That’s because the smaller scrap yards want to remain competitive and to do that they might offer more money – you win.
Go to the scrap yard that pays you the most; of course, you need to be mindful of traveling distance, but if you live in a big city, chances are that there will be several scrap yards near you.
What can I expect to receive for scrap metal items?
The prices you will get vary per scrap yard and the type of metal you are selling but here is a summary of how much money you should expect for each scrap item.
When a scrap yard resells a certain metal more often than other locations they usually pay higher prices; that’s because they will be shipping more material and recovering their money faster than other scrap yards.
So, take as much metal as possible. That’s how you will get them more interested in negotiating with you. You will always get better prices for a large quantity of scrap metal.
Think about it.
If you have just a couple of hundred pounds to sell, the scrap yard won’t be making much money on that small amount of metal, but if you have a bigger load and the scrapyard will be reselling the metal soon enough, they will have an incentive to give you a better deal.
I know this one may surprise you – The thing is Christmas lights have copper in them. While those tangled cords won’t make you a fortune, they are a great item to add to your scrap load because Christmas lights are so cheap to find.
Xmas lights will net you about $0.26 per pound. Some scrap yards may have higher prices if you remove the bulb and cut the end of the cord.
By scrapping these not only are you keeping them out of landfills, but you will also be making a decent profit.
To get the maximum value for scrapping a car here are the things you should consider before bringing the car to the scrap yard.
Bonus tip: You can resell the battery separately for $10. If there are other valuable metals like aluminum and you can easily remove it, do it so you can make extra money by selling it separately at the scrap yard.
No, I don’t mean clean with water and soap, but clean by removing extra attachments from the metal like a piece of concrete, drywall, screws or other materials that are not metal.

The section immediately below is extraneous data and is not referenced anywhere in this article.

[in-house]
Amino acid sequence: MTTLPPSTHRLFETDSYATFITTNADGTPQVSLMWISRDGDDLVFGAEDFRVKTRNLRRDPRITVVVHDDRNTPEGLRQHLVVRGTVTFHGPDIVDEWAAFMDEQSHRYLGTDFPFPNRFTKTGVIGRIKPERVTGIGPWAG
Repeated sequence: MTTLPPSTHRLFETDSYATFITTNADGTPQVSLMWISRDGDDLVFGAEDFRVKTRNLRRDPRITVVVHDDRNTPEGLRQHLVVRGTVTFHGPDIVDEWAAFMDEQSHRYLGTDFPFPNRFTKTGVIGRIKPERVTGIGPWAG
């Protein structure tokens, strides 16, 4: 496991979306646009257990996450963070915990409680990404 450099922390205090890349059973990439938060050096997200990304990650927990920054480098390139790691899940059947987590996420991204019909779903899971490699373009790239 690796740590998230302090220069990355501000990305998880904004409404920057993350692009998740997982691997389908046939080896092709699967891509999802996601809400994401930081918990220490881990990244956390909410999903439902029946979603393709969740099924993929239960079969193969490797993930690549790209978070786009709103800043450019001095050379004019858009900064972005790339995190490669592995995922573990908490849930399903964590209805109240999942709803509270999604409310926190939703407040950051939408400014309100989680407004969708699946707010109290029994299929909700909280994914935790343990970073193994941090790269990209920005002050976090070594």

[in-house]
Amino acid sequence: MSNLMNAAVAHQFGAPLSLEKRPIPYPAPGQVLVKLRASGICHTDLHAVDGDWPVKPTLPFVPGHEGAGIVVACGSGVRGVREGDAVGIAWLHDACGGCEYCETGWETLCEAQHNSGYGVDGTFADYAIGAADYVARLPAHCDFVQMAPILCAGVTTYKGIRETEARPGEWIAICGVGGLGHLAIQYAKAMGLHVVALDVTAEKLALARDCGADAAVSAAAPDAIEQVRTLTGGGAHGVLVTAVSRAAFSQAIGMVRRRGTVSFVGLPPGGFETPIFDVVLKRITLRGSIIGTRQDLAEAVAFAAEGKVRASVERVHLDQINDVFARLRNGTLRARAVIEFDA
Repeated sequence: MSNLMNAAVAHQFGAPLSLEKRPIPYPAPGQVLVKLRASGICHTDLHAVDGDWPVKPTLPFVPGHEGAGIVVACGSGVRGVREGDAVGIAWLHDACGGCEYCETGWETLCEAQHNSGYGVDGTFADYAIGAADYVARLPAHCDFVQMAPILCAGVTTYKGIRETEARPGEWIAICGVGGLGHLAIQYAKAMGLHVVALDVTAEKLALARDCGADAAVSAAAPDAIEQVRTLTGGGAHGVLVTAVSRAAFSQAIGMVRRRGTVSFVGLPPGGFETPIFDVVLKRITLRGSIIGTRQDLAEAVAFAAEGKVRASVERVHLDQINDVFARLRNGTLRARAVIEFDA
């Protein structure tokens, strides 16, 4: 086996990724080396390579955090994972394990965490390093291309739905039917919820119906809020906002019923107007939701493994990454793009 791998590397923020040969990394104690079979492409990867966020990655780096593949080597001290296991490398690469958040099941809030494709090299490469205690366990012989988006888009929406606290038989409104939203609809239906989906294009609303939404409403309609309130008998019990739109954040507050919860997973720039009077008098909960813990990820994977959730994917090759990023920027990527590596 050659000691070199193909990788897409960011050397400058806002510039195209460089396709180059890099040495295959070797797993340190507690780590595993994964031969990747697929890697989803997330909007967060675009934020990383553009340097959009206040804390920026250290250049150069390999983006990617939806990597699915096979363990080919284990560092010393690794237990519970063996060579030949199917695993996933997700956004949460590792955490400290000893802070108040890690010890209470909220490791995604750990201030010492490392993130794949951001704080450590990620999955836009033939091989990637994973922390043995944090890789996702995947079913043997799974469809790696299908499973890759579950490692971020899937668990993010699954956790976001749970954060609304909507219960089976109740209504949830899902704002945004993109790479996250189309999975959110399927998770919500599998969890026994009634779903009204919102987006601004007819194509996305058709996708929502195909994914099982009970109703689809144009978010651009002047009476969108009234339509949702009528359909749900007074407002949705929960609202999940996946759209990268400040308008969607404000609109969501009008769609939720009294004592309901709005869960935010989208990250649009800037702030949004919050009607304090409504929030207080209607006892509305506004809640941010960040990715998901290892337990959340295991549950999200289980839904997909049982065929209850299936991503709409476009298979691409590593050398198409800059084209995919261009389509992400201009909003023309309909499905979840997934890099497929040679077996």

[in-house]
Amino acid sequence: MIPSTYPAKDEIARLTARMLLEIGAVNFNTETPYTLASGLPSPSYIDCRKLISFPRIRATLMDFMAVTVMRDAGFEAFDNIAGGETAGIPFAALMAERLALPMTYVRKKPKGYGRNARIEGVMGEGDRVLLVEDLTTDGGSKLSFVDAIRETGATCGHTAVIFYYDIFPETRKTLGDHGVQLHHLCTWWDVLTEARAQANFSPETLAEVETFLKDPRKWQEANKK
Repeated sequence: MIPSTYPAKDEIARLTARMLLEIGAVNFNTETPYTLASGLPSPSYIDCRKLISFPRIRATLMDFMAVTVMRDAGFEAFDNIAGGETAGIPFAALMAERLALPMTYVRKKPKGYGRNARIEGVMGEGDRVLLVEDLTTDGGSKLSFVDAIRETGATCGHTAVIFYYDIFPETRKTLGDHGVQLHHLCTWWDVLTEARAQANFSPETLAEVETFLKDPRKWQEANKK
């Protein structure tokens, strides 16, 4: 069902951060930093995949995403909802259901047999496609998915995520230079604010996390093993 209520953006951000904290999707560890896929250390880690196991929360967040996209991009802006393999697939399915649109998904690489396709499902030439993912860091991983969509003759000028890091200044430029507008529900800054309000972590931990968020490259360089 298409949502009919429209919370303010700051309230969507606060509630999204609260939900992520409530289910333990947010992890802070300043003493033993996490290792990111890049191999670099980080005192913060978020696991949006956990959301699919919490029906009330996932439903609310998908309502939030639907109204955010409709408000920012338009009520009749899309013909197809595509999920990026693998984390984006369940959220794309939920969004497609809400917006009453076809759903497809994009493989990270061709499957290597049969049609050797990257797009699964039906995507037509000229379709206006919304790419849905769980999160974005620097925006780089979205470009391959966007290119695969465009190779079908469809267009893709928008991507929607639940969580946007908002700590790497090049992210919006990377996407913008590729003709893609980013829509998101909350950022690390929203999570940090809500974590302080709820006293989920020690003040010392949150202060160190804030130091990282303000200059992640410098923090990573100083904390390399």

For example, copper is very valuable but if a piece of copper is mixed with another piece of brass or other metals, that’s going to result in a downgrade to the quality of your load.
Once you find a good scrap yard you like dealing with, stick with them. You should build rapport with 1 or 2 scrap yards and their workers you talk with.
If you start to sell more frequent loads, create an account with them so that they can track on their system how much business you are bringing in.
Using that information, later on, you can ask for a better price leveraging the relationship you build and the amount of business you bring in.
What is E-Scrap?
E-Scrap refers to electronic equipment like cell phones, CPU towers, motherboards, laptops, and other electronic equipment. Be sure to ask the scrap yard nearest to you if they accept E-Scrap because some scrapyards only recycle large pieces of metal.
How do I get paid for my scrap metal?
You will receive a voucher which you can redeem at an ATM or at the scrapyard’s office to receive your cash.
Do I have to remove, wood, plastic or rubber from appliances before I scrap them?
No, you do not have to remove those materials and can scrap appliances whole. However, if there is a large piece of wood, plastic, rubber, or other non-metallic material attached to the appliance, the scrap yard may not accept it.
How big does my load of metal have to be to scrap it at the scrap yard?
There is no limit to the size or weight of the scrap metal you want to cash. Most scrap yards will accept any amount, but the bigger the load the more money you will get.